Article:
The Spanish Comedy

KydWhen new scholarship activity nears the Shakespearean quayside, the leaky Oxfordian tugboats mass together and bleakly chug out into the tide making as much smoke as they can. A recent article in The Guardian on Florio and his possible editing of the First Folio threatened the Oxfordian fiction that the plays were in the care of William Herbert until they were published. Maximum smoke! Another, in the New York Times, on the similarities between Hand D and additions to Kyd's The Spanish Tragedy triggered yet more frantic smoke generation. Shakespeareans don't insist (yet!)* that the fragment of a lost play, Sir Thomas More, is an original sample of Will's handwriting, but it is absolutely crucial that Oxfordians are able to maintain that it is not.

Here's politicworm, the source of all Oxfordian orthodoxy, laying down the Oxfordian law on the subject of The Spanish Tragedy and its additions.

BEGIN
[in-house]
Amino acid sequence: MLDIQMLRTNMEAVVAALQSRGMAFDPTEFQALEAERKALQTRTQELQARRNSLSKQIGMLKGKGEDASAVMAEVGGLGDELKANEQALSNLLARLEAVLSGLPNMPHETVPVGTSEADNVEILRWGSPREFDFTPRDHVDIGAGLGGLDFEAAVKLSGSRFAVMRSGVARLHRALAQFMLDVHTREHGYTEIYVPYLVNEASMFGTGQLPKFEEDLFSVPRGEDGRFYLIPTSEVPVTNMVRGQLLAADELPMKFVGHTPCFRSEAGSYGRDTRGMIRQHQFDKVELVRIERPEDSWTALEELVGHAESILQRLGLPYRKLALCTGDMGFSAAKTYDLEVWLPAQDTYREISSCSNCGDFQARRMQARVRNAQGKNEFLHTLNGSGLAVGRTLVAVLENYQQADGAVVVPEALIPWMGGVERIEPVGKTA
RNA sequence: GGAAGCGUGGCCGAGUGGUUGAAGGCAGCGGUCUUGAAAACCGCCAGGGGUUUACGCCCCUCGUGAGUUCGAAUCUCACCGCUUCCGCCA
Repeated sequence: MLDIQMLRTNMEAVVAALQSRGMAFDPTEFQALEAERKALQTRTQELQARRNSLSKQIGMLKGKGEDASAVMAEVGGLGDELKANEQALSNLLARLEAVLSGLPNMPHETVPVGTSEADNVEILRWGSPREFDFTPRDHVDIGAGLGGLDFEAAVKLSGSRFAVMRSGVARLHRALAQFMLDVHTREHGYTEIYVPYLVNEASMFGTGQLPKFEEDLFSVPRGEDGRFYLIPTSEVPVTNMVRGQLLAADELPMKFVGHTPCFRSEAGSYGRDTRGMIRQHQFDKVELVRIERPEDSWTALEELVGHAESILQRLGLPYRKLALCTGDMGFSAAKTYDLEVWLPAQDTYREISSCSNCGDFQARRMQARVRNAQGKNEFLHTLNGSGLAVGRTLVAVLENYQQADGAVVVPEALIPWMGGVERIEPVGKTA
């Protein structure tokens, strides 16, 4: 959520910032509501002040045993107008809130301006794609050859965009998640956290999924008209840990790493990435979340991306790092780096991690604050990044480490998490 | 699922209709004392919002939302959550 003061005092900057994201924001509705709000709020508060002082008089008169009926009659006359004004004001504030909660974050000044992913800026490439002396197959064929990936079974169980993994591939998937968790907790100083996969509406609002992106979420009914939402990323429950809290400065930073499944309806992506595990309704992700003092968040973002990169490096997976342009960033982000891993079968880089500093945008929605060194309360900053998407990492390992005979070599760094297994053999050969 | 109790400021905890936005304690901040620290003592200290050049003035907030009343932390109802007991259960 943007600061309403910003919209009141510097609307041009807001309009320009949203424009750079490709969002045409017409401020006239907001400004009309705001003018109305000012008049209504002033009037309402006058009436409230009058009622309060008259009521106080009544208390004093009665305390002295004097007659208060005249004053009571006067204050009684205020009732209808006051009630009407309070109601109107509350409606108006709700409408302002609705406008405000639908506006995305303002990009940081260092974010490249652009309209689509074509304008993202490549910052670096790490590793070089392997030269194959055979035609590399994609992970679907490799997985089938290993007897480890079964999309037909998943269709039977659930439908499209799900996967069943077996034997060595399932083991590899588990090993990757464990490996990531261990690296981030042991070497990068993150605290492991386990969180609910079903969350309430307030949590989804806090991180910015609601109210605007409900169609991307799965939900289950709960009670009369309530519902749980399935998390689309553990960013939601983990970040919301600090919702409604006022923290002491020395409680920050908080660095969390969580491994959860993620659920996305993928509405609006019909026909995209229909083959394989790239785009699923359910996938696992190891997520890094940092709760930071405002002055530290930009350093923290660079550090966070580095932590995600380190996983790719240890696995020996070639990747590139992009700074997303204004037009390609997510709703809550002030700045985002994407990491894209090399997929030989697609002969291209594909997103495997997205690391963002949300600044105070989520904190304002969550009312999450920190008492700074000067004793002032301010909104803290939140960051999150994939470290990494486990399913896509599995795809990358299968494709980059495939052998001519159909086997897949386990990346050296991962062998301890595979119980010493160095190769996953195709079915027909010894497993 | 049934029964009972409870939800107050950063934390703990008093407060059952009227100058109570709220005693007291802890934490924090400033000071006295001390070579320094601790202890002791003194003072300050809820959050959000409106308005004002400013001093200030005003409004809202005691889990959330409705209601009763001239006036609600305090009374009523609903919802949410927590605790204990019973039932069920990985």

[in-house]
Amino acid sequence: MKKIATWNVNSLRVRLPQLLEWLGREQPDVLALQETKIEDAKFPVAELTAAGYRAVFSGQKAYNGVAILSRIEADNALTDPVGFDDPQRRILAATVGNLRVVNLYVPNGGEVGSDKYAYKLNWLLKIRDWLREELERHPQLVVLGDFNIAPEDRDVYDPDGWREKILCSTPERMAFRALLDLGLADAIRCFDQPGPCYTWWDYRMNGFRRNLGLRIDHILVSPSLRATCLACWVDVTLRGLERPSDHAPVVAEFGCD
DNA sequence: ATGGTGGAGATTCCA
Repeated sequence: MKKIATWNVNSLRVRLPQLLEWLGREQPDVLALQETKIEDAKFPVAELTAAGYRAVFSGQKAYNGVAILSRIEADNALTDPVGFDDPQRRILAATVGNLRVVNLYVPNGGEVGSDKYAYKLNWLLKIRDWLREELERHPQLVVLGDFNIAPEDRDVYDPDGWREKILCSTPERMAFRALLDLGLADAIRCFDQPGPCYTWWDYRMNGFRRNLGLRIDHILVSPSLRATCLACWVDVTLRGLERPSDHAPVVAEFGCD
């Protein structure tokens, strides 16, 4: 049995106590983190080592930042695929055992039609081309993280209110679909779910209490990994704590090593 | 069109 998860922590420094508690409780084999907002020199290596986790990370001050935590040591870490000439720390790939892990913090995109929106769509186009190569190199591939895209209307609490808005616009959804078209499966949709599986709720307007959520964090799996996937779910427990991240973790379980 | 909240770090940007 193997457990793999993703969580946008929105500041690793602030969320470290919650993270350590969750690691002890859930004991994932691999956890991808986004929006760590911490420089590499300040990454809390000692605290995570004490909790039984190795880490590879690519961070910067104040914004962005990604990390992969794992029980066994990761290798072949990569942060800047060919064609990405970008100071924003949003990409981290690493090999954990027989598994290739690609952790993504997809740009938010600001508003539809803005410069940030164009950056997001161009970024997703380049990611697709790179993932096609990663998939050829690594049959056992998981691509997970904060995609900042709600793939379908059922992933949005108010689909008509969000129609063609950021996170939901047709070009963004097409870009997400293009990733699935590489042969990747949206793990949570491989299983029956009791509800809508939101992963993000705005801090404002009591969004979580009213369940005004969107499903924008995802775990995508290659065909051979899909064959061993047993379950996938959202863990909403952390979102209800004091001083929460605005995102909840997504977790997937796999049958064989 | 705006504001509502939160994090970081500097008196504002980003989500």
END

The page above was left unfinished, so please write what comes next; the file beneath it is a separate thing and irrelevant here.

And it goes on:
In fact, although it’s clear that Ben Jonson, not Shakespeare, made those additions to the play in 1602, the play itself was not only NOT WRITTEN by Thomas Kyd, it was surely written by Shakespeare, that is, by the man who used the name Shakespeare, and who then went on to write Hamlet and Romeo and Juliet, and so forth  . . . By the time the twenty-something Heywood began working for the Lord Admiral’s Men in the mid-90s, Kyd was dead, destroyed by the same government sting that rid the Crown of Christopher Marlowe.  Attributing works of literature to the dead was a standard means of getting questionable works into print.
For those who have steeped themselves in the master’s language and how it grew from early (Titus Andronicus) to late (King Lear), there can be no doubt that The Spanish Tragedy was one of Shakespeare’s early plays, one that is, or should be, tremendously valuable to scholars since it was never rewritten as were most of his other plays from the 1580s.  A number of reputable analysts have noted the many similarities that place it close to Hamlet, probably just preceding it.  The only reason that Academia refuses to admit this is that it’s too early for the Stratford biography.

This is all fiction.